“Freedom is the only worthy goal in life. It is won by disregarding things that lie beyond our control.”-Epictetus
The economy could tank and it sinks your new business before it even gets off the ground. Or, maybe your boss doesn’t compensate you fairly for the value you brought to the company.
Whatever the circumstances, it’s important to embrace that stoic concept that most things are not within your control.
That’s the bad news. The good news is that positive outcomes will likely result if you build your goals around productive actions. These positive outcomes might be completely unpredictable.
Unpredictable Positive Outcomes
Even if your business idea fails, you will emerge from the experience with more knowledge about where the potential opportunities and pitfalls are. This will give you a much better chance of succeeding on your next venture.
Ask anyone who has achieved big goals and they will tell you how important failure was in their process. Don’t be afraid of failing because the outcome is not entirely your fault. There is rarely one cause to any event in life. There are usually multiple factors that contribute to any result.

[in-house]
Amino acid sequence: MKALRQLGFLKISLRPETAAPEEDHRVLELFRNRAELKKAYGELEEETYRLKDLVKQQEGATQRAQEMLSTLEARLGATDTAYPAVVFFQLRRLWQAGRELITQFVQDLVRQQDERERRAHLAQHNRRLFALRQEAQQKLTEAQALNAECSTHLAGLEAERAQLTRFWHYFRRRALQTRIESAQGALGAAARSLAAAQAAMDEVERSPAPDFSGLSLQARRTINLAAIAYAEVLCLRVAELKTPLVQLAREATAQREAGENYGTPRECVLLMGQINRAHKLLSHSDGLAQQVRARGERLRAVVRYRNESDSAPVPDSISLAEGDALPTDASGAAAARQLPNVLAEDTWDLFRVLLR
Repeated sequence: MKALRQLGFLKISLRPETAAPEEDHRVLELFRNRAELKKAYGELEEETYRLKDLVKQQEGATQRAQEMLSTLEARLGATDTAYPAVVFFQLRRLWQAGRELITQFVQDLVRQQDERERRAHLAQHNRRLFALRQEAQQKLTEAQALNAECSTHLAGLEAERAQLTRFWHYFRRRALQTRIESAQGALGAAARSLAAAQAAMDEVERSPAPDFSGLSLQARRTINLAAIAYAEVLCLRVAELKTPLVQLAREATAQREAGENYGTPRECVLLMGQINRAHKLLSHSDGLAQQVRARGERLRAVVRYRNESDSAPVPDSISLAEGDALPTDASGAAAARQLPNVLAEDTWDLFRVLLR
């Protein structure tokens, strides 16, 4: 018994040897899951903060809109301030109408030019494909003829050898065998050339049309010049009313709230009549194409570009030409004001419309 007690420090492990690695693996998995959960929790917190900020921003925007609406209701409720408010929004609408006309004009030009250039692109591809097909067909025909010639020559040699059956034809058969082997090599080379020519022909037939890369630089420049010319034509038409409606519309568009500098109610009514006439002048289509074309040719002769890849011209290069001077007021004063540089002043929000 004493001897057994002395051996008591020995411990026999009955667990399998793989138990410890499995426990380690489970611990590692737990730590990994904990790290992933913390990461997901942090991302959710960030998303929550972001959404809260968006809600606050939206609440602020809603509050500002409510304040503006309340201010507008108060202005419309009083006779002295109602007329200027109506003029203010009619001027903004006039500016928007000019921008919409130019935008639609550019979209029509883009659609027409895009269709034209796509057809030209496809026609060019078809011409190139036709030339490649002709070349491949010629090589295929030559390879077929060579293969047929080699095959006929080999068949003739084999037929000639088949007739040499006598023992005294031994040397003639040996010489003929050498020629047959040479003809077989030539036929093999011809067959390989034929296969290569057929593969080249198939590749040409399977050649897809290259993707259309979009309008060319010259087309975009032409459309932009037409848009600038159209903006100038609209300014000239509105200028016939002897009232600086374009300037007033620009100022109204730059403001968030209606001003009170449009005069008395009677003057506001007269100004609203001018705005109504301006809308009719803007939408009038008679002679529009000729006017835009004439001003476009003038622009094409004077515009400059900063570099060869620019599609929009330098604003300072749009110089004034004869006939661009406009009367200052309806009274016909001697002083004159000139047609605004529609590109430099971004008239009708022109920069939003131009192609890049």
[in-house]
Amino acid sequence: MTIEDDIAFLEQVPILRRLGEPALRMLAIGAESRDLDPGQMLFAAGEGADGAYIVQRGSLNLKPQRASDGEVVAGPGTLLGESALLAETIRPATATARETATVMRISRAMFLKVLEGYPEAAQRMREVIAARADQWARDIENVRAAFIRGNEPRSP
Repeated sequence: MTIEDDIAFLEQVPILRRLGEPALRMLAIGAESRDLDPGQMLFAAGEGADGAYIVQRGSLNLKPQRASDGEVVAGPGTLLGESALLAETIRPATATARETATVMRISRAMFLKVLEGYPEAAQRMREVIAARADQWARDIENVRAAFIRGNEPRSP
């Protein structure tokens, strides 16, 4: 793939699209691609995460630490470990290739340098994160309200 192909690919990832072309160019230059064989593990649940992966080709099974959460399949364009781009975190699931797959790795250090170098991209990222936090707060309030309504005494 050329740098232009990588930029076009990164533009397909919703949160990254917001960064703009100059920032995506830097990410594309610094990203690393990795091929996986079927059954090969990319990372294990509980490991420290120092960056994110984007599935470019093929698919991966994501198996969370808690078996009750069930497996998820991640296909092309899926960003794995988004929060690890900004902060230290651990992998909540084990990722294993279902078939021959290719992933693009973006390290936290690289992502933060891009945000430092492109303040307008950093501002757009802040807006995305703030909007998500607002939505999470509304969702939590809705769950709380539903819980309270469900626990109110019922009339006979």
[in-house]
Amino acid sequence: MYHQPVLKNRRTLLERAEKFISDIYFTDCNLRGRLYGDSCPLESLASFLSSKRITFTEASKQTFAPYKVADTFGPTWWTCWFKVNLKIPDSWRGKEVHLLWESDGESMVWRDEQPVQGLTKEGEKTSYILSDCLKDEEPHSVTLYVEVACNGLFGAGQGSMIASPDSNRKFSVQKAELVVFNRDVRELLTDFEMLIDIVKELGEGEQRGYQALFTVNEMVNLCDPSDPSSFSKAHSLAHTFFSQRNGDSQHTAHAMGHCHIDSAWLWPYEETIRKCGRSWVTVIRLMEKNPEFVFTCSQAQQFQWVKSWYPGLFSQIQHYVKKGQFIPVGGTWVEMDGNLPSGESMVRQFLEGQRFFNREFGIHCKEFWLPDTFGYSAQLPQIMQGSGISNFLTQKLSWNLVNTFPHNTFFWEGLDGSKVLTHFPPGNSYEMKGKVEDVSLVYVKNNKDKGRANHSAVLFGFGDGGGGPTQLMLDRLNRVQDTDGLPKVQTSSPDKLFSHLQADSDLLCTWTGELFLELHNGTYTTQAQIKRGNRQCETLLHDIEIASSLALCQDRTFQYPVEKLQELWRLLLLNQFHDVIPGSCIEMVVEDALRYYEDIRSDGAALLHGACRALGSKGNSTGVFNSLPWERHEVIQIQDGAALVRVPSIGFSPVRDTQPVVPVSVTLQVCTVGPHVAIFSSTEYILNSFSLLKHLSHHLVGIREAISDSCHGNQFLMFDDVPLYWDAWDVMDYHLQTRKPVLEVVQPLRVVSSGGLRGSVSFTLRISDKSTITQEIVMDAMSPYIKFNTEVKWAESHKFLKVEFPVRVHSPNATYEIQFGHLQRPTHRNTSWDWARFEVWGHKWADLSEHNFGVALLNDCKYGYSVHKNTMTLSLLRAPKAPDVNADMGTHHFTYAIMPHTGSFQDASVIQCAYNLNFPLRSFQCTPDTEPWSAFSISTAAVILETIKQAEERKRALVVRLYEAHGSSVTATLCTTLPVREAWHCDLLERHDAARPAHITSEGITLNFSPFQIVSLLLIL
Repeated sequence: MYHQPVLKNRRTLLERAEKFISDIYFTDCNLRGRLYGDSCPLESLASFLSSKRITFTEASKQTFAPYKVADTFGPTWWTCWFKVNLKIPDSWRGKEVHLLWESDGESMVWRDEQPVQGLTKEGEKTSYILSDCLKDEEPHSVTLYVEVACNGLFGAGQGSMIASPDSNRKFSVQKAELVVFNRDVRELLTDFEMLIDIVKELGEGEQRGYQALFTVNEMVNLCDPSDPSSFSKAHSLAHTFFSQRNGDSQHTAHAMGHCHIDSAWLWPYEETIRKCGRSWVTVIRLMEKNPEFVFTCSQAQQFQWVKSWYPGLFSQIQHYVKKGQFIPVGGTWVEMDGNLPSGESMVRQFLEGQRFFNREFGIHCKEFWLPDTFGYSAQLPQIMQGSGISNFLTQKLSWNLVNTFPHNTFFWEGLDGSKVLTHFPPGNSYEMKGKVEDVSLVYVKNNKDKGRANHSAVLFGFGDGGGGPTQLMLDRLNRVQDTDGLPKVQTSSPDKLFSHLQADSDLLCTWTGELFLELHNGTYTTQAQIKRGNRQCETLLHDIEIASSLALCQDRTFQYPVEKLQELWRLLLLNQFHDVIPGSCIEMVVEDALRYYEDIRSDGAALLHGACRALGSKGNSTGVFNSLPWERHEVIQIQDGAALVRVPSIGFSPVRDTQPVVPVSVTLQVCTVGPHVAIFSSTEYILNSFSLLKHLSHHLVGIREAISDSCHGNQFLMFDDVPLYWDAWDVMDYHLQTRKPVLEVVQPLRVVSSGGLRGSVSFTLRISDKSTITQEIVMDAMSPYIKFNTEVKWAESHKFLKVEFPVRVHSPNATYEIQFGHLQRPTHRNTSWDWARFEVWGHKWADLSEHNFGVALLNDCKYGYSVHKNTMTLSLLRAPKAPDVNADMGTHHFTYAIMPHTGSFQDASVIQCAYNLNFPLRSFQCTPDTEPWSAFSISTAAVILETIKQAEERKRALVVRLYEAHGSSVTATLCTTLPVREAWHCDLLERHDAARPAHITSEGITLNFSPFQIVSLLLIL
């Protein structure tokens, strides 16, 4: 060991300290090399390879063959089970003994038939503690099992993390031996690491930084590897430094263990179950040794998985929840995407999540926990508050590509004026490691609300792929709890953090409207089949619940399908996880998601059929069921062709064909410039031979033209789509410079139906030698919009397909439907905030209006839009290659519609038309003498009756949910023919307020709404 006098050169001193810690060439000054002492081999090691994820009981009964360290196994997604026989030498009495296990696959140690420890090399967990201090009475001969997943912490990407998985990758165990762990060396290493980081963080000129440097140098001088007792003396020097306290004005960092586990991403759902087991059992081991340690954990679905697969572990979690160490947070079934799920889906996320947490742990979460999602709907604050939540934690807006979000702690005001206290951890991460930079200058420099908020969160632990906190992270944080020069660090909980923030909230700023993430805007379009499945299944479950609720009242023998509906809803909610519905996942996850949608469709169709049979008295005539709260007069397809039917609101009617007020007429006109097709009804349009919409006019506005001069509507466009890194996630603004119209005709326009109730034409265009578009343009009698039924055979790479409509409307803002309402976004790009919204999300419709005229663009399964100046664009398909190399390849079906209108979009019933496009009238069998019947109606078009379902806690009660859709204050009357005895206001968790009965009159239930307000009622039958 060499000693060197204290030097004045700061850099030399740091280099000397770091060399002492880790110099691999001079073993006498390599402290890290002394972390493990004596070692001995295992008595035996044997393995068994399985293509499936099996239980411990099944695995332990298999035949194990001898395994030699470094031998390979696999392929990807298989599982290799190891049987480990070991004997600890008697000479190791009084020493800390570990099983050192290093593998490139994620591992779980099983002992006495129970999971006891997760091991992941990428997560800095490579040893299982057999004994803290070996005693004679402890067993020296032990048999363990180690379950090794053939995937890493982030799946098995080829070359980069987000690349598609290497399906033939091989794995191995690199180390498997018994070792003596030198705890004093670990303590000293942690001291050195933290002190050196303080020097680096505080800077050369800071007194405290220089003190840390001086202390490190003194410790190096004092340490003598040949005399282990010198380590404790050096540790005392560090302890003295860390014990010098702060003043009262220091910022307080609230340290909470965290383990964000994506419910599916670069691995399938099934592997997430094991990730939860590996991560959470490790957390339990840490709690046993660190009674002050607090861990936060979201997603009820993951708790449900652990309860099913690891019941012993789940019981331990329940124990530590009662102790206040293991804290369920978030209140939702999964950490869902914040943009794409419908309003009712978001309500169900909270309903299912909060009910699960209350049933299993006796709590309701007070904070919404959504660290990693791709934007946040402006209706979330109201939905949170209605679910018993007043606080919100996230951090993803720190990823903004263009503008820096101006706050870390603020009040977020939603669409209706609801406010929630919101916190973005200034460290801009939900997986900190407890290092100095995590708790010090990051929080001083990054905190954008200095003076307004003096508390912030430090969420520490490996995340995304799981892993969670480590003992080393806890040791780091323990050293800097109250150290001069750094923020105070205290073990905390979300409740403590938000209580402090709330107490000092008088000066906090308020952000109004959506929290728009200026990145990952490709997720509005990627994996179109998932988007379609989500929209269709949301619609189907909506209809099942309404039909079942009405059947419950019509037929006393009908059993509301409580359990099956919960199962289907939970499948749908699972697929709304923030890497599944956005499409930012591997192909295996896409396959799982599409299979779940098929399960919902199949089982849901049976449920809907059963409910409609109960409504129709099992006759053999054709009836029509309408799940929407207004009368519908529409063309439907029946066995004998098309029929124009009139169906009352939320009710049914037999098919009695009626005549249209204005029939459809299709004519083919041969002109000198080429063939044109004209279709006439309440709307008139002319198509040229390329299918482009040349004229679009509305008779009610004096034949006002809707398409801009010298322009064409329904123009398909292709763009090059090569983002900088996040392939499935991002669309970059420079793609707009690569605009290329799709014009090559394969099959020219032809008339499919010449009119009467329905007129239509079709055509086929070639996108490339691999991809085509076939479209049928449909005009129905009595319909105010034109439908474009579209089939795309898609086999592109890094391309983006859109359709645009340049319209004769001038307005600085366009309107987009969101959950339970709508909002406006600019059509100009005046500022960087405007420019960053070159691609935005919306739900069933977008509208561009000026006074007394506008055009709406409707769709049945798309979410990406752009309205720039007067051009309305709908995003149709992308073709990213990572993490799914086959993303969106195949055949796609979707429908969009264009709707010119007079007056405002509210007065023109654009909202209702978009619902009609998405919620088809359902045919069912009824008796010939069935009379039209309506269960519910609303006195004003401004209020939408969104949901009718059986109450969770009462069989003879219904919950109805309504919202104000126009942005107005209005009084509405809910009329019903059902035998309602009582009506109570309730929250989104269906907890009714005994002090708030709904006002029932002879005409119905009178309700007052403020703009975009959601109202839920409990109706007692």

However, this does not mean that your actions have no influence on the results in your life … they do.
But it’s likely that your hard work and focus will manifest in ways that you don’t anticipate. For example, your first business may fail but the habits you develop in the process carry into your next venture and it succeeds beyond your wildest dreams.
Or maybe all the work you put into becoming a more valuable employee leads to another employer luring you away to a much higher-paying, more-rewarding position.
The maxim “the harder you work, the luckier you get” is true. So build your goals for 2021 around your hard work and let the mysterious and unpredictable good fortune of the universe come to you.
Rule #4 (Kaizen): Use Small Action Steps in Goals For 2021
In finance, we have the power of compound interest. In life, we have the power of Kaizen.
What is Kaizen? It can be summarized by the familiar Q&A:
Question: “How do you eat an elephant?”
Answer: “one bite at a time.”
Kaizen tackles big challenges by breaking them down in small (sometimes tiny) actions, then consistently chips away at them over a longer period of time.
Neutralize Procrastination & Fear
The problem with the way that most people approach goals is that they try to accomplish them immediately by completely overhauling their schedules or behavior. This approach has the same problem as starvation diets: they rarely stick.
The power of Kaizen is that it neutralizes the twin enemies of all goals: fear and procrastination.